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LA Governor Signs MedMJ Bills, KY Governor's MedMJ Committee Meets, More... (6/22/22)

The US Supreme Court declines to overturn a Minnesota ruling that employers don't have to compensate workers for medical marijuana use related to on-the-job injuries, a Kentucky committee to plot a path foward on medical marijuana meets, and more.

shopping at a dispensary (sondrayruel/DPA)
Medical Marijuana

Kentucky Governor's Medical Marijuana Committee Meets for First Time. Faced with intransigent Republican opposition in the legislature, Gov. Andy Beshear (D) created the Team Kentucky Medical Cannabis Advisory Committee to try to chart a path forward. That committee met for the first time on Monday and heard testimony from Kentuckians both for and against medical marijuana as it seeks to provide guidance to the administration about how to move forward. More hearings are coming.

Louisiana Governor Signs Package of Mainly Medical Marijuana Bills. Gov. John Bel Edwards (D) has signed into law a package of marijuana-related bills, the majority of them dealing with medical marijuana. One bill allows nurse practitioners and psychologists to recommend medical marijuana, another clarifies that devices used to inhale medical marijuana are not drug paraphernalia, another repeals the 10-license limit on dispensary licenses and leaves room for expanding the number of dispensaries, another bill makes the state Health Department the lead regulatory agency, and another bill allows non-state residents to obtain medical marijuana in the state. Edwards also signed bills that specify that the odor of marijuana alone is not probable cause for a search and that smoking marijuana in a motor vehicle operating on the roadway is illegal.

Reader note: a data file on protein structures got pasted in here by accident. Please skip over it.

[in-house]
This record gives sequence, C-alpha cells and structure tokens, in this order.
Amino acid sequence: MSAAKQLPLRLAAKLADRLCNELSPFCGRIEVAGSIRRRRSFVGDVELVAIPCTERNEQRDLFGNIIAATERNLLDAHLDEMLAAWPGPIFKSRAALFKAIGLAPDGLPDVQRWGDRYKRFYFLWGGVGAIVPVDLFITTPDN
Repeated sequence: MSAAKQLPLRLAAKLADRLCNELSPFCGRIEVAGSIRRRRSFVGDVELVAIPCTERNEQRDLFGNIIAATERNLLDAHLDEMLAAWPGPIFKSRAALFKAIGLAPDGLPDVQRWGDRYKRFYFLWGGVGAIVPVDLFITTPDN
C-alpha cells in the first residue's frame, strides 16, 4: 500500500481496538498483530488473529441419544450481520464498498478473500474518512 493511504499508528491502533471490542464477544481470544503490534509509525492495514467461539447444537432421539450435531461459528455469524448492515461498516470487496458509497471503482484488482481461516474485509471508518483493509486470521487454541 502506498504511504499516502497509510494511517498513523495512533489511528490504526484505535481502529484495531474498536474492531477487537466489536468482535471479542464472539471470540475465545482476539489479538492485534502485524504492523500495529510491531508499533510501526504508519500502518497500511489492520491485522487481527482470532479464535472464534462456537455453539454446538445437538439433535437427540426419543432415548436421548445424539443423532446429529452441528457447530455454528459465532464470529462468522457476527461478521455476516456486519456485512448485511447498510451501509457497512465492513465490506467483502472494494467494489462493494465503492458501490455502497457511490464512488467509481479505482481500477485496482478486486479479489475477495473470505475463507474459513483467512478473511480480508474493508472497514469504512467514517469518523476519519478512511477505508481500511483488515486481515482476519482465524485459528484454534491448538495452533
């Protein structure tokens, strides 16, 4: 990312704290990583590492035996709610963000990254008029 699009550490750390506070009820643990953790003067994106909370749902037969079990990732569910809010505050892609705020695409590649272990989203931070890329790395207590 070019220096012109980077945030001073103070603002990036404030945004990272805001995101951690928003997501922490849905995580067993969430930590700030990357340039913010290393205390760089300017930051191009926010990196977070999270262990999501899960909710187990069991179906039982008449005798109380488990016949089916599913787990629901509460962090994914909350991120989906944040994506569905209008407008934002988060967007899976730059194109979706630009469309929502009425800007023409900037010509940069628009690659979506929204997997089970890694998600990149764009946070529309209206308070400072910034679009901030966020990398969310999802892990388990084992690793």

US Supreme Court Declines Review of Minnesota Ruling That Employers Do Not Have to Reimburse Workers for Medical Marijuana. The Minnesota Supreme Court had ruled that employers can't be required to cover the costs of medical marijuana to treat on-the-job injuries because marijuana remains illegal under federal law. Now, the US Supreme Court has refused to hear an appeal of that decision, leaving the ruling intact and Minnesota workers out of luck.

The US Solicitor General's Office argued that federal law preempts any state regulation requiring reimbursement for an illegal drug and was joined by the insurance company that was fending off the worker's claim. "If states could enforce laws compelling third parties to subsidize federal crimes, they could directly undermine congressional determinations," the Solicitor General's brief says. "For example, no legal principle would preclude a state from requiring private employers to reimburse the use of other federally prohibited products or substances, such as LSD and other psychedelic drugs, based on perceived benefits."